According to a study published by MIT, 80 percent of B2B marketing executives expect that AI will radically change their businesses within the next five years. In fact, B2B marketing researchers believe that soon people will engage in more conversations with AI bots than they do with their own significant others.
Ninety percent of companies surveyed by MIT and Genesys now use AI to enhance customer service. One of the biggest takeaways from the study was that nearly 75 percent of companies surveyed said that AI enables them to engage more meaningfully with customers. That’s attributed to the fact that AI can handle more call volume and resolve customer issues faster than human intervention. Employees are freed-up to focus on working more closely with customers to understand their needs and satisfy their wants.
AI is already deployed for financial advisory services, and to analyze risk or reward related to trading stocks and commodities. Insurance companies also use AI to perform their statistical risk analysis. But major banks are now taking advantage of AI and its machine learning capacity to spot money-laundering, fraud, and theft. Citibank incorporates AI, for example, to do threat assessment and alert its customers to potential risk from illegal activity. Thanks to these kinds of applications, AI is expected to save the financial industry more than $1 trillion over the next 10 years.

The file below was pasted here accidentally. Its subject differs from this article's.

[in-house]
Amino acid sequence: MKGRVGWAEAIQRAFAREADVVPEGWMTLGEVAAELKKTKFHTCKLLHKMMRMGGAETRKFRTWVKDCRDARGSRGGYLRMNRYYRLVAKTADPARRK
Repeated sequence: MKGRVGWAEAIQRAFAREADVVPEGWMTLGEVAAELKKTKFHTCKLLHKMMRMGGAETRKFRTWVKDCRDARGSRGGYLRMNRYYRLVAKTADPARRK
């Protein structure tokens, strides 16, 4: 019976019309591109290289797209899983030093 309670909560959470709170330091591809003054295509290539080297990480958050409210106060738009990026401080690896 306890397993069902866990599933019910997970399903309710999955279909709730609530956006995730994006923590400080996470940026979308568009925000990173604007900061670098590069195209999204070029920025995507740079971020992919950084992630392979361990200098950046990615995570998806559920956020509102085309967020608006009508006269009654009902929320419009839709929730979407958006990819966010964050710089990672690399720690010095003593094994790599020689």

In the manufacturing sector, AI can process extremely high volumes of data to perform predictive analysis regarding equipment failure. By detecting vulnerabilities beforehand, preventative maintenance can be done. That eliminates the costly disruption and time loss related to a break-down of machinery. AI can be leveraged in other ways, throughout the retail and wholesale supply and distribution chain. Siemens AG and Honeywell International, for instance, are creating AI-powered machines that load and unload trucks. A startup funded by Alibaba founder Jack Ma uses AI in its robots, which can load 400 packages per hour. Meanwhile Boston Dynamics already has AI robotics that can open and close doors, leap over obstacles, and sort inventory based on product barcode SKU numbers.
Harvard Business Review published an article last year explaining that much of the B2B value of AI is in sales and marketing, where accurately identifying customers and high-fit leads is a key to success. In a crowded global-sized marketplace that can be harder than finding a needle in a haystack. But AI makes it possible to aggregate and filter data rapidly, to profile and identify likely customers for a particular product or service. AI can also help predict customer demand based on trends and purchase patterns, to make lead-scoring easier and more accurate.
Once an organization is identified as a high-potential buyer, AI can collect and analyze corporate and personal data to learn more about how decision makers within that organization think. In that way, predictive analysis can help a business find a likely business customer and also gain insight into those who make critical purchase decisions at that company. They can then be engaged on a more insightful, personalized, and precisely targeted level.